Saturday, July 14, 2007

Not Here

A third staffer for Reuters was killed this week. According to The Committee to Protect Journalists in New York an estimated 149 reporters and media assistants have been killed since 2003.

Conflict journalism has become a dangerous occupation. Media no longer enjoy the battlefield immunity that protected it in the past. Western journalists are not considered “journalists” by the insurgents, but rather as high profile westerners who are lucrative and often easy targets for kidnapping and assassination. Freelance journalists need to consider this before venturing into a combat zone such as Iraq without extensive support.

A media friend of mine spoke to me about an email that he received the other day from an aspiring journalist who wishes to come to Iraq to cover the conflict. My friend told me that this was often typical of young journalists that believe they need to cover a conflict zone in order to build up their personal media credentials. This particular young guy intended on arriving in Iraq with no support at all; just show up and figure it out.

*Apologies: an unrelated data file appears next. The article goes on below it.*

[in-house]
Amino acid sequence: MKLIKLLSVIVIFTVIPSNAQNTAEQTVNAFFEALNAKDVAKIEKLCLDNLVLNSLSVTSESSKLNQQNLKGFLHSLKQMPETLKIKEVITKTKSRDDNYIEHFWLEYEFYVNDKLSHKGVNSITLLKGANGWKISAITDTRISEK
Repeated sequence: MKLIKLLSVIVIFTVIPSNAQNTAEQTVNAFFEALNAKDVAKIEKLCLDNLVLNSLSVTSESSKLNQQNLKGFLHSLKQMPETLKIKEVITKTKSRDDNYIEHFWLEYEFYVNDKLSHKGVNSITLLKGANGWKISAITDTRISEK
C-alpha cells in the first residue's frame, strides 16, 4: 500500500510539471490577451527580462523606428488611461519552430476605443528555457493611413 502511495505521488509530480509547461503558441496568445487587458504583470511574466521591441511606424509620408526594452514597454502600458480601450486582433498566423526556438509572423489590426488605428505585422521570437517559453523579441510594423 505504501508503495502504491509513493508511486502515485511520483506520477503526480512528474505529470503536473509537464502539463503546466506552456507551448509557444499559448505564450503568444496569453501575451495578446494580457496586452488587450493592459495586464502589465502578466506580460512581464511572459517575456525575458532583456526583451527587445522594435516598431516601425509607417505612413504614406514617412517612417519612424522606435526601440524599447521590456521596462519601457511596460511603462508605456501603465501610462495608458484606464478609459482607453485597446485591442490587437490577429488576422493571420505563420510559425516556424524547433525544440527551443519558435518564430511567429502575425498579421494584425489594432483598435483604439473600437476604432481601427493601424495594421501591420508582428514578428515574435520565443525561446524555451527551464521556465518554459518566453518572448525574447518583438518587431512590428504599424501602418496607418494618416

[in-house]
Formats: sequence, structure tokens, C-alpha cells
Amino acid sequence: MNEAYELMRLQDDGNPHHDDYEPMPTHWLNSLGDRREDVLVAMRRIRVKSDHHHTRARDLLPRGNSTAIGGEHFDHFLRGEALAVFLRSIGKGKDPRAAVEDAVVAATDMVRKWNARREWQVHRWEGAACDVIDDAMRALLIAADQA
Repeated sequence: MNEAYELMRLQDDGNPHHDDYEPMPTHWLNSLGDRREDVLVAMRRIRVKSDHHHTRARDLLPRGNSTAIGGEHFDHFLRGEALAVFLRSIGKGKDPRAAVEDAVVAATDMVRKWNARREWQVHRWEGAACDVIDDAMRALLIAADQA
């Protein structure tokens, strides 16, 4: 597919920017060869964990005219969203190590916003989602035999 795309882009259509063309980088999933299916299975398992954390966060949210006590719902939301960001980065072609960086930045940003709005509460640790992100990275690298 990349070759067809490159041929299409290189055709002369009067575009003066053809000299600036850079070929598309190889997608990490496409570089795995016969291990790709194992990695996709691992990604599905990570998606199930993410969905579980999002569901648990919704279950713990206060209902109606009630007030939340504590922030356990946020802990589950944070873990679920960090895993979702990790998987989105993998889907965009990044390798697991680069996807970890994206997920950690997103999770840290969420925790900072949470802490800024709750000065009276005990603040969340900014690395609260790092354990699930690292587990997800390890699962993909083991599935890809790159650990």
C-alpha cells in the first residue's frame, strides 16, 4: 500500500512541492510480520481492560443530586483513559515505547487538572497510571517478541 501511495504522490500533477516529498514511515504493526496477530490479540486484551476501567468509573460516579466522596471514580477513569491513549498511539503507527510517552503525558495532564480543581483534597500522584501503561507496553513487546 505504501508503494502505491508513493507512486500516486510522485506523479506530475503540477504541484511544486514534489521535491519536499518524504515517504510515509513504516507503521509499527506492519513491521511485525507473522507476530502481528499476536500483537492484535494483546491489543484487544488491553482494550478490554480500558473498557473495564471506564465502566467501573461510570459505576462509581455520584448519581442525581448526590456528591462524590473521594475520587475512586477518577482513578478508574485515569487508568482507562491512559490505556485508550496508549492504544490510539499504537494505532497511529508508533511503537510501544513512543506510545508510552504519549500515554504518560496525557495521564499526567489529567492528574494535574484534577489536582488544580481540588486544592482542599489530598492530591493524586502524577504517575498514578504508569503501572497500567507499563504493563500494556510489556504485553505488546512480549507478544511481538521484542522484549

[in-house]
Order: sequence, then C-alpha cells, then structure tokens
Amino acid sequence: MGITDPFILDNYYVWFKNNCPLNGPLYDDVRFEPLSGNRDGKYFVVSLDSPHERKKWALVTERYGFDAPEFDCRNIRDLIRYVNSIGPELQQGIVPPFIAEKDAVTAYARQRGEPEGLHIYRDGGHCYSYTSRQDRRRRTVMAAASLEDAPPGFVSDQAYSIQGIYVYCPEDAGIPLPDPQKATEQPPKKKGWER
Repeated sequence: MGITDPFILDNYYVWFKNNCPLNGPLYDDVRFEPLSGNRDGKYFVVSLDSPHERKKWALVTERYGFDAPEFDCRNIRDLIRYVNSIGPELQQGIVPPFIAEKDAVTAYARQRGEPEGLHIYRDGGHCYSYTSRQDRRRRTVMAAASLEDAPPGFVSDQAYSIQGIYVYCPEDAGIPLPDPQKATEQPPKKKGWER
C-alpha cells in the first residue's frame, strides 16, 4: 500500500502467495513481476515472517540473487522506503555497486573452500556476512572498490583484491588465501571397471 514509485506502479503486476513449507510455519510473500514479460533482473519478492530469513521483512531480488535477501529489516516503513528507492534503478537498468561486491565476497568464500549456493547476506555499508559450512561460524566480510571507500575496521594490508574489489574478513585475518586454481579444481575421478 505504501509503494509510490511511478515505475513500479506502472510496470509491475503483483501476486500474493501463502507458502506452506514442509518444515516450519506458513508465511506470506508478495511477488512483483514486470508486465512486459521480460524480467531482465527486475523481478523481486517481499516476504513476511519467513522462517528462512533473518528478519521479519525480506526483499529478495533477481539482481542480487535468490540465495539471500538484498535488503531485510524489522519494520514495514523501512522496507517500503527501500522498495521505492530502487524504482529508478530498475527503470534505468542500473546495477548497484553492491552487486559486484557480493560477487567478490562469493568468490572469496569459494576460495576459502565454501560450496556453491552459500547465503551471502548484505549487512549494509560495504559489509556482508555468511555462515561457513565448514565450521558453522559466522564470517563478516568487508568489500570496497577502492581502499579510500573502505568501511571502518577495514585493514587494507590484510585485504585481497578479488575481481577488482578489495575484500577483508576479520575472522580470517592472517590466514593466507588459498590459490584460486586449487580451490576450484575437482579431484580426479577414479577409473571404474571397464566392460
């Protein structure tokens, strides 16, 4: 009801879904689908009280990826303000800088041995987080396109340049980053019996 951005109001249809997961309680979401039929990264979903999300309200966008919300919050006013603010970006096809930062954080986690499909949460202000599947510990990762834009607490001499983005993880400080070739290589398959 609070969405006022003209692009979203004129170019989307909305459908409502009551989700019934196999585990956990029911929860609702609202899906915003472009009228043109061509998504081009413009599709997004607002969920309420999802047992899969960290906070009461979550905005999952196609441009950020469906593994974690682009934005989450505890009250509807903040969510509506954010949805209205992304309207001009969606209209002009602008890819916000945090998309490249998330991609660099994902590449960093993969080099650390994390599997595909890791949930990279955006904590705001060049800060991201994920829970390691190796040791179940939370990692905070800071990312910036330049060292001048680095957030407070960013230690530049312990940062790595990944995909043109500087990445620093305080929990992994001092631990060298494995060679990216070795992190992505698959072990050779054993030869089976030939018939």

Even the most austere journalists here work with support. They hire local fixers, translators, and drivers. Most have their own bodyarmor, medical kit, communications, and move around secretly in armored vehicles. They hire stringers to shoot in places that they cannot get to, and live in secure areas often under the security of a hosting organization.

Iraq is a dangerous place, much more so than it used to be. Everyone’s movements are highly restricted. You can’t just jump in a cab or hire a car to take you up to Tikrit or down to Basrah. Journalists have to understand that there are large groups of people out there that are literally hunting them, and they are very good at it.

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